Aquatic vegetation management to enhance multiple-user benefits of southeastern wetlands
Gary Ervin, lead PI
Gray Turnage, co-PI, MSU Geosystems Research Institute
Sam Schmid, doctoral student
Adrian Lazaro-Lobo (former doctoral student)
Our current work in this area, underway as part of Sam Schmid's dissertation research, is examining ecological interactions between the aquatic invasive Alternanthera philoxeroides (alligatorweed) and an introduced biocontrol agent, Amynothrips andersoni (alligatorweed thrips). The goal of that work is to determine whether there is potential to employ integrated control approaches for alligatorweed that combine this insect with known chemical control methods, to more efficiently manage this commonly abundant aquatic weed.
Earlier portions of this work were funded by the MS Water Resources Research Institute. In that work, we explored a variety of chemical control measures (herbicides) to reduce the abundance of key nuisance plant species, while maintaining diversity of desirable species and also minimizing any negative impacts on key water quality parameters (e.g., dissolved oxygen, nitrogen, and phosphorus).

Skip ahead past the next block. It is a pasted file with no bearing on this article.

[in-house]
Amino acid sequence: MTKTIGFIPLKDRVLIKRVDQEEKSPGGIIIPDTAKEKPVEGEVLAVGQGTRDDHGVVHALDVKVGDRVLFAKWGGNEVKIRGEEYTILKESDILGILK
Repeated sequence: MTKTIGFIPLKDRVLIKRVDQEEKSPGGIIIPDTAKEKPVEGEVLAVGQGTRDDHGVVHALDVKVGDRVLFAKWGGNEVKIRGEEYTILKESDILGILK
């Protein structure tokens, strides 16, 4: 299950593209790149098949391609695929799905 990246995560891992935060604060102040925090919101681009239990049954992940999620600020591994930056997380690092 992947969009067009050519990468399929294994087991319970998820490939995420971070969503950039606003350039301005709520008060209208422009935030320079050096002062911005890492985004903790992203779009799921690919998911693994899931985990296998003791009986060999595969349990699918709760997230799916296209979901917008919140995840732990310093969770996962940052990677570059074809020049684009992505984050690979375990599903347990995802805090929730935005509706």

The ultimate objectives of our work in this area is to discover methods to optimally control nuisance aquatic vegetation in wetland and aquatic habitats of areas like the nearby Sam D. Hamilton Noxubee National Wildlife Refuge (NNWR), while minimizing impacts on non-target vegetation and water quality.
Lázaro-Lobo, A. and G. N. Ervin. 2021. Wetland invasion: A multi-faceted challenge during a time of rapid global change. Wetlands 41:64 (Invited review).
Carter, C., J. D Madsen, and G. N. Ervin. 2018. Effects of initial propagule size and water depth on Butomus umbellatus L. growth and vegetative propagation. Aquatic Botany 150: 27-32.